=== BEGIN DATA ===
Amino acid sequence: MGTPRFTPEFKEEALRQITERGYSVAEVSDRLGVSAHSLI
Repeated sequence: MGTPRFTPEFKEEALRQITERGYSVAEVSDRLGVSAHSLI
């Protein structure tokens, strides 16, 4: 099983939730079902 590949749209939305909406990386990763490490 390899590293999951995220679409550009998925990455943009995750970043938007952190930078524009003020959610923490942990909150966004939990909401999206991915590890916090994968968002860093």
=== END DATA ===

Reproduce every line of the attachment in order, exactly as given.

Amino acid sequence: MGTPRFTPEFKEEALRQITERGYSVAEVSDRLGVSAHSLI
Repeated sequence: MGTPRFTPEFKEEALRQITERGYSVAEVSDRLGVSAHSLI
């Protein structure tokens, strides 16, 4: 099983939730079902 590949749209939305909406990386990763490490 390899590293999951995220679409550009998925990455943009995750970043938007952190930078524009003020959610923490942990909150966004939990909401999206991915590890916090994968968002860093």